This place is more a prayer than a garden
A piece of the planet so long abused for the sake of human progress
Sparkplugs are more common than worms in the earth here. If you can call it earth. This conglomeration of dirt and concrete and car parts and plastic pieces and broken glass. This pit where dirty automobile oil has been sopped up and vitality of life has long been forgotten. This place is where I want to build a garden.
So to the old abandoned factory lot I bring in compost and discarded tree parts to hold the soil in place. I bring in seeds and a hose.
I plant a prayer
Terry Tempest Williams entitled her latest book “Finding Beauty in a Broken World”. And this is exactly what I have set out to do here.
This place is lifeless and I want to bring life back to this point on the planet. I want to heal what is broken.
Inside and out
I put a blue plastic tarp in the back of my chevy astro van, buy a cheap shovel from the neighborhood hardware store and get to work filling up my van with composted suburban lawn debris. Day after day, load after heavy load I go back and forth from the recycling center in Morristown to the factory lot in Boonton until I just can’t shovel anymore. Until the dirt is so far lodged in the van door that it won’t shut. Until the compost pile has become a big mass of muck. Until I got a phone call from my mother asking that I take her to the hospital. Her blood pressure is 80/50 and the visiting nurse was insistent that she go to the emergency room.
Big black leather boots
Big black rubber treads on big black leather boots
Glossy waxed white sterile hospital floor
Antiseptic antibiotic hygienic controlled environment
Mud ripped clothes rustled hair wild microorganisms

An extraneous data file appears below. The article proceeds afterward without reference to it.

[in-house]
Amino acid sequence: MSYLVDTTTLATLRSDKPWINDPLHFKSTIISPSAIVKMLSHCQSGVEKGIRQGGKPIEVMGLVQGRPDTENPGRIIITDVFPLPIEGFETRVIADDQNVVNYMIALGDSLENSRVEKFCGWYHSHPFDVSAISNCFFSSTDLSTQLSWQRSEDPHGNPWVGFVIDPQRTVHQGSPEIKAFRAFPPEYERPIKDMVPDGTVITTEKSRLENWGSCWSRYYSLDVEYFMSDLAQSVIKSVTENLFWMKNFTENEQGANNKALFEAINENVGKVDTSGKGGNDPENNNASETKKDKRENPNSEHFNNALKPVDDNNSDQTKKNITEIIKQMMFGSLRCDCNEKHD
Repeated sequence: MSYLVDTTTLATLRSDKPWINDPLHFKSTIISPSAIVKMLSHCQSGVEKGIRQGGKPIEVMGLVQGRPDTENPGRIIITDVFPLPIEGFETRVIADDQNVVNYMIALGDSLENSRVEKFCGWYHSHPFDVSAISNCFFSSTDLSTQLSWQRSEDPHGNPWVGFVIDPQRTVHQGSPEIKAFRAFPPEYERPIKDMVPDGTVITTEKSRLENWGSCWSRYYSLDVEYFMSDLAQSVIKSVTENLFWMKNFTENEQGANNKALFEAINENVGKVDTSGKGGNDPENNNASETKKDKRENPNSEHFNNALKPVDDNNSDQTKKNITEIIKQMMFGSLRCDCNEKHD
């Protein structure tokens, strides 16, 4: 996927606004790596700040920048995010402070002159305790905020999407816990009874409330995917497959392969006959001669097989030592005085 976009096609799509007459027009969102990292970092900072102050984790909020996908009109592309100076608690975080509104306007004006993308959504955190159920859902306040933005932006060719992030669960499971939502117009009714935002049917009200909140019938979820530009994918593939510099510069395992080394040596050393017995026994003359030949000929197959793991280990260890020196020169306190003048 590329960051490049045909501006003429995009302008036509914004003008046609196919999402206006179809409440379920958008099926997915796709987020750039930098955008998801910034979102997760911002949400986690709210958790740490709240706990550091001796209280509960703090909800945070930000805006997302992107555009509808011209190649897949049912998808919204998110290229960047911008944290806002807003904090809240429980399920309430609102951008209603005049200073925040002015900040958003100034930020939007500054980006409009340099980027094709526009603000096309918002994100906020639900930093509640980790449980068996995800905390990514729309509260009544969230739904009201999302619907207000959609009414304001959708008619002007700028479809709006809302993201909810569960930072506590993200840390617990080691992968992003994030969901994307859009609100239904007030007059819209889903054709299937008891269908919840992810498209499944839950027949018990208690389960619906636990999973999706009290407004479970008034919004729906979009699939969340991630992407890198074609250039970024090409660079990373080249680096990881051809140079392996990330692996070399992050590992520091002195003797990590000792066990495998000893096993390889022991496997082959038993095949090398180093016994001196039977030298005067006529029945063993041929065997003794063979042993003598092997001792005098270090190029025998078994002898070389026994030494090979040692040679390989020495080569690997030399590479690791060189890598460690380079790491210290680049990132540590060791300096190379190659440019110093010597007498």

Finding Beauty in a Broken World
I planted seeds
Water fell from the sky
Death and disease lingered around the edges of my world
The seeds sprouted. Life bursting forth from the mysteries of the dark earth. A salad was eaten of spicy arugula, freckled lettuce, dark green spinach, mustard greens, and red russian kale. All it takes is some nurturance of micronutrients, water and sun. Vibrant green life entered me, invigorated me, brought love and gratitude to my heart and nourishment to my body
30 year old woman, cardiac arrest, maybe it was the alcohol mixed with the anti-depressants, maybe it was the years of bulimia, maybe it was just a mistake, but the fact remained that a loved one was dead.
Groundhogs devour the garden. All life that had sprouted was gone. Depressed and determined I erected a fence.
Peas, beans and greens sprouted
Rain rain rain rain rain rain rain rain rain
Rain rain rain
No light, no sun, no growth
Critters comes and eat it all (again)
Then one day the sun came out. I watched after weeks of rain how 2 days of sun can create such a burst of life. I build trellis’ for the peas.
Erect a bigger fence
More seeds planted
More time in the hospital with mom
Another young loved one dies in a car accident
Uncle dies of sudden heart attack
Critters eat whatever grows (again)
Another fence around the fence. Tomatoes and herbs that were started indoors go out.
I have planted something here
And it wasn’t what I thought it was
Grubs, wire worms, ground hogs, wasps, ants, dragonflies, robins, beetles, crows, flies, rabbit, cat, bees
The food on this ground would have been toxic to me anyhow.
I am growing hope
Life carries on
In this lot of death and toxicity, these critters come and thrive now. In those quiet moments of hopeless despair, I know that I have provided refuge for fellow beings on the planet. When their world looks like it is being gobbled up they found a place to settle in where they are not threatened (when I am in the right frame of mind of course). These are the underdogs, the ones that humans are all too eager to label as pests and exterminate.
A big fat groundhog waddled in front of my moving car yesterday. I had the opportunity to press my right foot to the skinny gas pedal and put an end to that gluttonous marmot; put an end to the devouring of gardens and hope; put an end to all the disappointments and pain of loss. But it was in that moment of choice between braking or accelerating that I realized that the fate of this place depends on my relationship to it. That the only way to really find beauty in a broken world is to see clearly what is before me and not to be governed by selfish desires. We are one being on this planet with many parts and my fate is dependant on the land on which I live. So I nurture what needs to be nurtured and clearly it is my heart and the marmot's belly.
My prayer continues to grow…